In the wake of the Sandy Hook shooting in 2012, Buddhist teacher Guo Gu explored human violence through the lens of the three poisons.
Elizabeth Mattis-Namgyel examines common misconceptions about Buddhist practice that can derail even the most seasoned practitioners.
Chögyam Trungpa Rinpoche’s comprehensive presentation of the three-yana journey, taught only to his senior students, is being made public for the first time in The Profound Treasury of the Ocean of Dharma. Dzogchen Ponlop Rinpoche takes us through this unique body of teachings.
How Buddhist communities can help their aging members. Introduction by Lewis Richmond.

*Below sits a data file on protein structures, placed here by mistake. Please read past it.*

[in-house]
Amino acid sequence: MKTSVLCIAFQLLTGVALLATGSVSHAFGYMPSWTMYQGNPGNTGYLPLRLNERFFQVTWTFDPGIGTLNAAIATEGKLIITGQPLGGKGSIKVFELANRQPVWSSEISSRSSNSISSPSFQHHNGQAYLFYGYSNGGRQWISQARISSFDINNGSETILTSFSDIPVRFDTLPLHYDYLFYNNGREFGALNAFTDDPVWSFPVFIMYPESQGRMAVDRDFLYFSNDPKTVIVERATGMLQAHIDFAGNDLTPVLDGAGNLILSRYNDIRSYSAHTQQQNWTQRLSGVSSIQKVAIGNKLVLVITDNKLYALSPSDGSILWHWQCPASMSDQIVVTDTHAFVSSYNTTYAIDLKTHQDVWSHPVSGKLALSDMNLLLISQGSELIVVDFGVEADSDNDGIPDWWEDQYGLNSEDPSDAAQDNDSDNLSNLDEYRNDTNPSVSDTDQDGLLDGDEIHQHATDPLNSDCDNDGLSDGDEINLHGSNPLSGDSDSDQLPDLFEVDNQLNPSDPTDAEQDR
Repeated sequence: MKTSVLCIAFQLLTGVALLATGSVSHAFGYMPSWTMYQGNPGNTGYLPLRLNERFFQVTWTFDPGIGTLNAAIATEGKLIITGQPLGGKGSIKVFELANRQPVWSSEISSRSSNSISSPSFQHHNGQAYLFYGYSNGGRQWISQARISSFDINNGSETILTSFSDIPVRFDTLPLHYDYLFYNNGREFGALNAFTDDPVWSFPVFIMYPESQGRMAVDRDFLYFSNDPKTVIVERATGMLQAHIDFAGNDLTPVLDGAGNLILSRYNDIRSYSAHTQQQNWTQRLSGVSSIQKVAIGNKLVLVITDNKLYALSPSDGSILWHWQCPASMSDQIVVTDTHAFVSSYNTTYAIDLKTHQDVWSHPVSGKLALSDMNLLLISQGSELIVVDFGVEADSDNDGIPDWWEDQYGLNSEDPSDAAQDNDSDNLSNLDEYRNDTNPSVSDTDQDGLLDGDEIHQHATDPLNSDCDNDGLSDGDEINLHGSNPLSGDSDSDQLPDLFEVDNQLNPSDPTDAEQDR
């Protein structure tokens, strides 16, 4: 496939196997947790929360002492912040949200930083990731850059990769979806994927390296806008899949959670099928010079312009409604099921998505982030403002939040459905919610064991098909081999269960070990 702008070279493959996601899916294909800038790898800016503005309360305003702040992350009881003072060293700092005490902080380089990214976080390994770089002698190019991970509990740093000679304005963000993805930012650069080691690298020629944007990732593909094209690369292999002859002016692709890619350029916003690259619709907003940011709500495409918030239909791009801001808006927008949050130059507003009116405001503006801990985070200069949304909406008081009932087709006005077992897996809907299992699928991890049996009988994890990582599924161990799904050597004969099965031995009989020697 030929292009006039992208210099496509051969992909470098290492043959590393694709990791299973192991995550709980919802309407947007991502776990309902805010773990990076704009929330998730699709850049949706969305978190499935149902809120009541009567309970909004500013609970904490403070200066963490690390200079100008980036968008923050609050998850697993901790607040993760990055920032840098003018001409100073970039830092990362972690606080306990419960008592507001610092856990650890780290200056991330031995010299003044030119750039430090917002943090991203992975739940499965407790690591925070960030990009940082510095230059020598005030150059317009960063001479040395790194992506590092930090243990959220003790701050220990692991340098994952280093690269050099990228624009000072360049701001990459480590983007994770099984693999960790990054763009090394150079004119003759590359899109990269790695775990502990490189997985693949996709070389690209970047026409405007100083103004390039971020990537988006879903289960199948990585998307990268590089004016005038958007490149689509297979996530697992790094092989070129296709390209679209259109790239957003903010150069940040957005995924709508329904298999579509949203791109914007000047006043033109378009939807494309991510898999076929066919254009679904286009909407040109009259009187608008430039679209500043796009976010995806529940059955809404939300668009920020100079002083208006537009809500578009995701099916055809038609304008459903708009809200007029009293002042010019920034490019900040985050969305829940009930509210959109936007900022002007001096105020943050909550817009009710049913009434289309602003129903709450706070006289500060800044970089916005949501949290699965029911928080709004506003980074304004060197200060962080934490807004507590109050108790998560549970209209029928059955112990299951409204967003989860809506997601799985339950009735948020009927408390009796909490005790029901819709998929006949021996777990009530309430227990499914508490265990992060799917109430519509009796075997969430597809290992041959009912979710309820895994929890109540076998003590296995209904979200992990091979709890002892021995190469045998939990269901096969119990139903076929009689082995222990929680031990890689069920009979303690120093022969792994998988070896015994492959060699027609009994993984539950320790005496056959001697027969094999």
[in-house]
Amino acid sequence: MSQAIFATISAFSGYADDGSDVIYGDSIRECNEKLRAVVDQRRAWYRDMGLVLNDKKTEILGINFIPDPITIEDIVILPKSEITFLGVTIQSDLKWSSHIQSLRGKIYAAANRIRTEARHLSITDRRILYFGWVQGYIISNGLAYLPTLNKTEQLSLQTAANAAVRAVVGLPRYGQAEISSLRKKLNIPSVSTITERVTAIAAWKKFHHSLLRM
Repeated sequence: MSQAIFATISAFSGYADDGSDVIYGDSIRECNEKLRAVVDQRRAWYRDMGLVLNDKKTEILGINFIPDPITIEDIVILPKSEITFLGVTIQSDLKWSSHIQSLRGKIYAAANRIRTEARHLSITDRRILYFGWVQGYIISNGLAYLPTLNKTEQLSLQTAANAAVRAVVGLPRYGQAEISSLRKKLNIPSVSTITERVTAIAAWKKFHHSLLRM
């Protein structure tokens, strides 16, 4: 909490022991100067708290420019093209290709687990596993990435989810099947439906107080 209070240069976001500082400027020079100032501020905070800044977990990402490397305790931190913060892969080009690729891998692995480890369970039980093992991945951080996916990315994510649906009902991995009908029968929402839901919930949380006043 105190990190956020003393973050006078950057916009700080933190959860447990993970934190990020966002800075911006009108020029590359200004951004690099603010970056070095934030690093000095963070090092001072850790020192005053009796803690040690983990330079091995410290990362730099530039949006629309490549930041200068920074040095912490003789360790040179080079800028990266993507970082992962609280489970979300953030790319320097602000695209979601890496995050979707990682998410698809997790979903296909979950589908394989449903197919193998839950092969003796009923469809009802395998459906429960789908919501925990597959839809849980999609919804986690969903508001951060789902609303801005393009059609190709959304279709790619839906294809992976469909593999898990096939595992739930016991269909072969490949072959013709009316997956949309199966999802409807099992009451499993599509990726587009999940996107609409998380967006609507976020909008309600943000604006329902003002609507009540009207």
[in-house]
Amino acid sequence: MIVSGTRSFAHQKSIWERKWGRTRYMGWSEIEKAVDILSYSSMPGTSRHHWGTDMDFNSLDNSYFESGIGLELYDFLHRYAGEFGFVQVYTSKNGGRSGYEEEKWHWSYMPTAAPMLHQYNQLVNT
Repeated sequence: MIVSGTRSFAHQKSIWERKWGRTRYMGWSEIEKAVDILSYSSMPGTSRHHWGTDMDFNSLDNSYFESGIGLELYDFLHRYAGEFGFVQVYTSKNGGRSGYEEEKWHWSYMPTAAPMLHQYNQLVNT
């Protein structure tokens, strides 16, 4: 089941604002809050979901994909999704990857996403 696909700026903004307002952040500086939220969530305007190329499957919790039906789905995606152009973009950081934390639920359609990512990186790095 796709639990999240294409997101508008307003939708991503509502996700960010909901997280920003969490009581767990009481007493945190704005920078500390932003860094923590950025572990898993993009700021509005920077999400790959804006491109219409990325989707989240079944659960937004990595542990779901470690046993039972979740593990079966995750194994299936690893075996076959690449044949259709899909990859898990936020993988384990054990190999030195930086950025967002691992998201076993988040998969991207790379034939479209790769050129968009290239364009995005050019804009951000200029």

You might not think your practice has selfish motivations, says Bardor Tulku, but if you take a close look, you may be surprised by what you find.
Boston newcomer Brian Arundel struggles to make sense of the locals’ reckless driving, knack for obscenities, and disregard for others.
Jack Kornfield talks about the response of Western Buddhist leaders to the ethnic violence incited by Burmese monks and abbots.
The teachers address the problem of finding that meditation makes it more difficult to drop the barriers between “self” and “other.”
Clinical therapist Tamara Kaiser asks why Buddhist communities have not adopted ethical standards long accepted by the rest of society.
Frank Ostaseski reviews “Buddhist Care for the Dying and Bereaved” and “The Arts of Contemplative Care”, two books about Buddhist hospice.